My feelings for how to avoid this:
    Tag only photos as private or friends only,

    if you need to keep something private or a secret – do not put it on facebook at all. Let friends know about your choices. Ask people not to post if you do not want them to – this is the norm for my social circle – engagement annnouncements, births etc – you're not to say a word online til the main person involved (mother, bride and groom to be…) announce it.

    be mindful of what gets out there – how people will perceive you and vice versa

    It's a horrible area to navigate and one I think is best avoided if you don't want to deal with it.

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  9. I don't post on Facebook anything. I hate people showing off and I alwyas think we see just the beautiful side of life from people on Facebook. I like my life and I don't want to compare it with other people. Why should I? I just use it to chat and to send mails.
    There is nothing about my wedding on Facebook announced and there will never be something. My friends and family know everything they need and I'm sure my other Facebook"friends" aren't really interested in it. Once it is on the internet it will be there forever.

    3 agree
  10. This might come off sounding terrible but I can't shake the feeling that the real problem is with the 'traditional' approach of hiding events from non-attendees rather than the conflict between that and social networking sites.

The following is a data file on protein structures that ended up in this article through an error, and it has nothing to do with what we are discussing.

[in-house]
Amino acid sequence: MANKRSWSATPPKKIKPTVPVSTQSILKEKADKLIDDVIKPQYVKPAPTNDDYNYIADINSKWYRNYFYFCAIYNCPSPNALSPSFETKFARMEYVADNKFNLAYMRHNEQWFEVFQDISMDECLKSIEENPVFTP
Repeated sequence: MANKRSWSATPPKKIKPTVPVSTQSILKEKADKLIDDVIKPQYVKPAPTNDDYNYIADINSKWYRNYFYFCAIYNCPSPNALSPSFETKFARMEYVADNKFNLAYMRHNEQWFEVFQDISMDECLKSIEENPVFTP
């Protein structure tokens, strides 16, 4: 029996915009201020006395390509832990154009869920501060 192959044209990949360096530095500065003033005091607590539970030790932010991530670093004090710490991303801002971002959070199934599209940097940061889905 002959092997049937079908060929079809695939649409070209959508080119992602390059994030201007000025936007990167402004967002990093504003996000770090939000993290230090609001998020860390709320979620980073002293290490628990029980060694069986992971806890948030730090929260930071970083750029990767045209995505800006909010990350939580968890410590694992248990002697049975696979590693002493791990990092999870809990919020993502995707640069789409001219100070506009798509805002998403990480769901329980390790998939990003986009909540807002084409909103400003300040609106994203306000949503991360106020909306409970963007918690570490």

In what other situations do we tip-toe around grown adults as if they're the younger sibling who has to be given a gift on everyone elses birthday because they're not yet mature enough to understand that sometimes it's not all about them?

    Why is the default approach to someone being hurt that your life does not revolve around them and that you do sometimes have fun without them to try and hide it and pretend that's not the case at all?

    I understand the drama it can cause, I've had my (un)fair share of it too. But I can't help thinking that by trying to hide any fun event from anyone who wasn't there we're all actually reinforcing this behaviour by letting them believe that they are always involved in everything their friends and family ever do. On top of which if they do find out it's like some terrible secret, which again reinforces the idea that ultimately YOU were at fault for having a party without inviting everyone you've ever met. Which is absurd.

    Maybe if we could do away with this concept, if people could grow up aware that their friends and family often have fun without them and that it's ok because they also have fun without those people then we wouldn't be having this problem.

    Well, you'd probably still have trouble with wedding guest lists because they seem to be a beast unto themselves and everyone has their own ideas on who MUST be invited. But at least it would be one rediculous issue out the way.

    21 agree
    • "In what other situations do we tip-toe around grown adults as if they're the younger sibling who has to be given a gift on everyone elses birthday because they're not yet mature enough to understand that sometimes it's not all about them?"

      How is this AT ALL the same as the long-standing etiquette that you don't discuss events with or in front of people who haven't been invited? I'm happy to hear about your wedding after the fact, but I don't want to hear about it for months in advance.

      1 agrees